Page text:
The overall drilling performance of the drill string and bottom hole assembly may be determined by examining one or more of the available outputs. One or more of the outputs may be compared to the selected drilling performance criterion to determine suitability of a potential solution. For example, a 3-D graphical visualization of the drill string may have a color scheme indicating vibration quantified by the sudden changes in bending moments through the drilling tool assembly. Time based plots of accelerations, component forces, and displacements may also be used to study the occurrence of vibrations. Other drilling performance parameters may also be illustrated simultaneously or separately in the 3-D graphical visualization. Additionally, the 3-D graphical visualization may display the simulated drilling performed by the drilling tool assembly.

For the purposes of illustration, a specific example in accordance with one embodiment of the present invention will now be described. In this hypothetical situation, a drilling operator has a plan to drill 10 wells in one area of South Texas. During the drilling of the first well, the drilling operator experienced low ROP and short drill bit life while drilling from 5,000 feet to 8,000 feet. The drilling operator wants to improve drilling performance for the remaining wells. In accordance with one embodiment of the invention, an engineer obtains the drilling information from the previous well. The drilling information includes the drilling tool assembly parameters, drilling operating parameters, and well parameters. Because the future wells will be drilled close to the first well, the formation characteristics will be similar. Understanding the poor past drilling performance will allow for improvements in drilling performance in the future wells.

First, the drilling operator provides a drilling engineer with drilling information, which includes the above information. In addition to the previously discussed information, pictures of the used drill bits are provided. The wear patterns and dullness on the used drill bit suggest that downhole vibrations are occurring locally at the drill bit. These vibrations were not detected by the surface sensors during drilling. This may be because vibrations were dampened before they reach the surface or sensors positioned on the drilling tool assembly. This suggests that the vibrations may have been caused by the BHA configuration or the particular drill bit that was used. To evaluate the drill bit as a potential cause, several drill bits are proposed as a solution to the drilling performance problems. The potential solutions are to be compared based on ROP and lowest vibrations. A reduction in vibrations is expected to increase the life of the drill bit. The next step is to simulate drilling with the candidate drill bits.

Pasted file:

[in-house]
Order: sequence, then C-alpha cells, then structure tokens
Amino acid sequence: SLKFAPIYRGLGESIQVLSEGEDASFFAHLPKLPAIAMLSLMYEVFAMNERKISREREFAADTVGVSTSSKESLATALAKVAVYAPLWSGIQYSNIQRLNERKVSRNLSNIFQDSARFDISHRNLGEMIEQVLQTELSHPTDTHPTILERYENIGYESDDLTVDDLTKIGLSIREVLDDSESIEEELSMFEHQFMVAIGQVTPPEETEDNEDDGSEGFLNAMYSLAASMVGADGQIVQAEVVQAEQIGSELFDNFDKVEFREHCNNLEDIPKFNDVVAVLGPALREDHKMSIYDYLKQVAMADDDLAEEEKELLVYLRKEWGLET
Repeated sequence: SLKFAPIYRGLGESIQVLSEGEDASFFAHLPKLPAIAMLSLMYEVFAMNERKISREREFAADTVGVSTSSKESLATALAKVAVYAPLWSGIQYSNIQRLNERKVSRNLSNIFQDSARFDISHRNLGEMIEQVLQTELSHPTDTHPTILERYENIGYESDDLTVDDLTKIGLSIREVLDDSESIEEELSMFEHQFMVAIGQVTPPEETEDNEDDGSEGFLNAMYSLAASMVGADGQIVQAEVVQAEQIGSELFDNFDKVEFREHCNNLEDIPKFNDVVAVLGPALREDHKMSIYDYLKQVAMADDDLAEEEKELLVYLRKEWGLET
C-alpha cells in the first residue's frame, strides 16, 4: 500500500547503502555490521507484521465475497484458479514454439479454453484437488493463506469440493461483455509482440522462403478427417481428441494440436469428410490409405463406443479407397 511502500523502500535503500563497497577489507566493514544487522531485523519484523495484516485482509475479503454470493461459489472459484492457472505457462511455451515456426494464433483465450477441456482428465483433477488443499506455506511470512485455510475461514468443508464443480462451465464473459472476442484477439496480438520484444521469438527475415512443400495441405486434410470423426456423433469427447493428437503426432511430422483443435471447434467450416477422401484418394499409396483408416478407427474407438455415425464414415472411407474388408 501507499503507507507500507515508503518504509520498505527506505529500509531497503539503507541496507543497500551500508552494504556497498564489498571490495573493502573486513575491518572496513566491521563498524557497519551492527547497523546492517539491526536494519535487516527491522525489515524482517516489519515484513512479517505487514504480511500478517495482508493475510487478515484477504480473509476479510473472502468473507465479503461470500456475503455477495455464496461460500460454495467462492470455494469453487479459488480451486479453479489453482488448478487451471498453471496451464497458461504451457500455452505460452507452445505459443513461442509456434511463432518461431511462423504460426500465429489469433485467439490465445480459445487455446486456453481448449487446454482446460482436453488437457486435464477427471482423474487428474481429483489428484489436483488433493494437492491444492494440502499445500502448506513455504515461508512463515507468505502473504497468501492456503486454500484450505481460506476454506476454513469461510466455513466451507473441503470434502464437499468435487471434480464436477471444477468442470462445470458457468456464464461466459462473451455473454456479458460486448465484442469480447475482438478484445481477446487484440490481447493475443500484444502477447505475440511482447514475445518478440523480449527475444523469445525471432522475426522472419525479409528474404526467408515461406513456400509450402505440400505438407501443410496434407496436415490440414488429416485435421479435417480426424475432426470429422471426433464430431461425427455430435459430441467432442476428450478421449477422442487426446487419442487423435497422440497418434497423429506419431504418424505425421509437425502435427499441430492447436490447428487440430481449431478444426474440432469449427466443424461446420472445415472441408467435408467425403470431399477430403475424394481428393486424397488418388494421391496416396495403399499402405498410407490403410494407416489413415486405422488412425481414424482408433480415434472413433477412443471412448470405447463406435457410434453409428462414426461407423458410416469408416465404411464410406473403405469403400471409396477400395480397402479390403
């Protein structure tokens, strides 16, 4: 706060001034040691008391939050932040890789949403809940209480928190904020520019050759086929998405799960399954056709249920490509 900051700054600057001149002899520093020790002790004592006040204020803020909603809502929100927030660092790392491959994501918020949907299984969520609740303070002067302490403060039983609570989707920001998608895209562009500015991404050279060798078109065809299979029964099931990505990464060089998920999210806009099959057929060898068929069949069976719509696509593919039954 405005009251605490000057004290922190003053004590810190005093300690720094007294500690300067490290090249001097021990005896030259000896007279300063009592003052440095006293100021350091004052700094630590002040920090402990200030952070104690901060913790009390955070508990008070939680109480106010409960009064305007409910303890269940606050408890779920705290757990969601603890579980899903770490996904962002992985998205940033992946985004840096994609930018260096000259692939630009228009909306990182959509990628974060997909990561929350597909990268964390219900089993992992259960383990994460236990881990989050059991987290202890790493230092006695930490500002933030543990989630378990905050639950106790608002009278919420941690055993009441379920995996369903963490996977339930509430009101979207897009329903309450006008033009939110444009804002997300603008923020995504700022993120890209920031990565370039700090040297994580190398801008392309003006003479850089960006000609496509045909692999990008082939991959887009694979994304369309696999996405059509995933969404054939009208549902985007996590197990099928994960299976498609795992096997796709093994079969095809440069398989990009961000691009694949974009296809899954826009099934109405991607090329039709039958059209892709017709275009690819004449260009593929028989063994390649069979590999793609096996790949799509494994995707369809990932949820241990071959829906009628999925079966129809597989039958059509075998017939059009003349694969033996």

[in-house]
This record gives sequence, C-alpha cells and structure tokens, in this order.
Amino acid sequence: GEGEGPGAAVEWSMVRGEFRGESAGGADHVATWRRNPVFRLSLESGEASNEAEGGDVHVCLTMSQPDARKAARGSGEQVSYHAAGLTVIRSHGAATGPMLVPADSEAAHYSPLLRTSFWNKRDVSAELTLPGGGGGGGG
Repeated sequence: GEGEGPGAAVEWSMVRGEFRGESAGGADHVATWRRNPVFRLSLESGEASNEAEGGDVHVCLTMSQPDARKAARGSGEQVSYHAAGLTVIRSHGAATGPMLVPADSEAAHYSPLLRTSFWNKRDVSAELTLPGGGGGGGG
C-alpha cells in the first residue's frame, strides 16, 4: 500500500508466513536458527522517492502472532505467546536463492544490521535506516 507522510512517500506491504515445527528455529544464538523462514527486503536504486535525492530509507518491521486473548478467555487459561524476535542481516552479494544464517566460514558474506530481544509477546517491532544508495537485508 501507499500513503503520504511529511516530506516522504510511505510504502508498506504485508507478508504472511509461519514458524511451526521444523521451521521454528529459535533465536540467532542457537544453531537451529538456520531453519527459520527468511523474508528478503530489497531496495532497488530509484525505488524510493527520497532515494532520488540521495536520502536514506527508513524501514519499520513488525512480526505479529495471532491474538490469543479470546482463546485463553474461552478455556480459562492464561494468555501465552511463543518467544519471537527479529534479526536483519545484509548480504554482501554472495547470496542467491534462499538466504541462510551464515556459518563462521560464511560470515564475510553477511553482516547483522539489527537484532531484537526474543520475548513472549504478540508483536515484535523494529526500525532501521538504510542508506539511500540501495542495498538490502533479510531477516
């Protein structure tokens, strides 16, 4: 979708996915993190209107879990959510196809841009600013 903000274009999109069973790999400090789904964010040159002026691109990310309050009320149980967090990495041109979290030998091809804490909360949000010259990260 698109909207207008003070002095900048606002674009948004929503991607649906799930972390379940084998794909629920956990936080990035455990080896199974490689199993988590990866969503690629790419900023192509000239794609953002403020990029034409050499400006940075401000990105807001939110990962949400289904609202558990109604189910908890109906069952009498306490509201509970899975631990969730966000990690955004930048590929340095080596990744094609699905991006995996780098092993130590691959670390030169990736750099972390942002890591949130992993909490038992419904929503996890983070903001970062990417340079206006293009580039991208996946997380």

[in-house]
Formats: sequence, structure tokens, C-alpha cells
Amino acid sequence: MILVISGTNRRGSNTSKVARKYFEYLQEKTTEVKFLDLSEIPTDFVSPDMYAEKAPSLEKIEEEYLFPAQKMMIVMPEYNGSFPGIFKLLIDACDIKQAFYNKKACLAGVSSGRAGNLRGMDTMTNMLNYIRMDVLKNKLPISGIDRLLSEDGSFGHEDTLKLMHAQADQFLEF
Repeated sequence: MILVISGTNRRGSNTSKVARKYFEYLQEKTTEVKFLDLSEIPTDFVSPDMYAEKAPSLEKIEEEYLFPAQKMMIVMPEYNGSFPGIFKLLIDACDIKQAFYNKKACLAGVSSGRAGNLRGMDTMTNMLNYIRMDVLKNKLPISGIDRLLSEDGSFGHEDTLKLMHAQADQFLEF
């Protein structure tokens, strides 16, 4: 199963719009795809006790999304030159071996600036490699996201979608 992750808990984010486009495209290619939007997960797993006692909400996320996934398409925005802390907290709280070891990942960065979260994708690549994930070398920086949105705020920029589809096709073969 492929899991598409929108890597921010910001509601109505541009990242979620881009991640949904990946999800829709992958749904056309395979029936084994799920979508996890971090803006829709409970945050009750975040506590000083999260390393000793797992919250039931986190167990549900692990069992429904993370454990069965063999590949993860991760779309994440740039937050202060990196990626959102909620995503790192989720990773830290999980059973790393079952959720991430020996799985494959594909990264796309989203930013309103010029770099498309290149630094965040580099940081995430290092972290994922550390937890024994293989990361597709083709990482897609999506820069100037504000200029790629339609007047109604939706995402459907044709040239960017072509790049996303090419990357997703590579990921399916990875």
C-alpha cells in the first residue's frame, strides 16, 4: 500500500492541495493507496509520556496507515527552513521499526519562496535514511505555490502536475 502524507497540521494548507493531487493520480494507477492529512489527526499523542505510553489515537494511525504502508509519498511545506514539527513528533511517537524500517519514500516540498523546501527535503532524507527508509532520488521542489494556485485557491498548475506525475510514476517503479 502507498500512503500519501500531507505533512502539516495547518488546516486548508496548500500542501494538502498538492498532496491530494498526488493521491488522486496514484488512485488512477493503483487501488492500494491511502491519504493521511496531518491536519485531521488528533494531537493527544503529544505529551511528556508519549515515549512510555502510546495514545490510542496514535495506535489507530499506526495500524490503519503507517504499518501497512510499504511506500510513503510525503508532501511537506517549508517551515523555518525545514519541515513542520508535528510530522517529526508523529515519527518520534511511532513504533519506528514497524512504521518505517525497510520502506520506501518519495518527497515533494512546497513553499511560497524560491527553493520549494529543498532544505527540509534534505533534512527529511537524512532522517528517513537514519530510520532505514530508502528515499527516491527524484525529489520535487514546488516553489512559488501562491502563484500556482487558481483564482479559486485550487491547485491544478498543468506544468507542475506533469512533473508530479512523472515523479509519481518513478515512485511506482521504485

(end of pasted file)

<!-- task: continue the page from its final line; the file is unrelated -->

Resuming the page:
Next, the drilling tool assembly that was used for the first well is modeled. FIG. 5 shows an example input screen used to define components of the drilling tool assembly in accordance with one embodiment of the invention. In FIG. 5, a stabilizer is described by entering dimensions and material properties into the input boxes 501. The component display 502 shows the component that has been described. Other components are also defined. The components are combined to form the drilling tool assembly. In this program, the components in the drilling tool assembly are shown as a component list 503 and as a drilling tool assembly layout 504. The drilling tool assembly will be kept the same between the simulations, except for changing the drill bits.

Before the drilling simulation, the well bore environment is also defined. Well logs from the offset well previously drilled by the drilling operator are used to model the well bore for simulation purposes. Well bore parameters are entered into an input screen shown in FIG. 6 in accordance with one embodiment of the invention. The geometry of the well bore is entered into 510 in increments of depth. The particular well being simulated is 7,000 feet in total measured depth. Until 4,000 feet, the well is near vertical. At this point, a build angle of 5 degrees per hundred feet begins until reaching 65 degrees inclination at 5,300 feet total measured depth. The well is nearly straight beyond 5,300 feet. The drilling simulation will occur at 7,000 feet while drilling mudstone having an unconfined compressive strength of 11,000 pounds per square inch.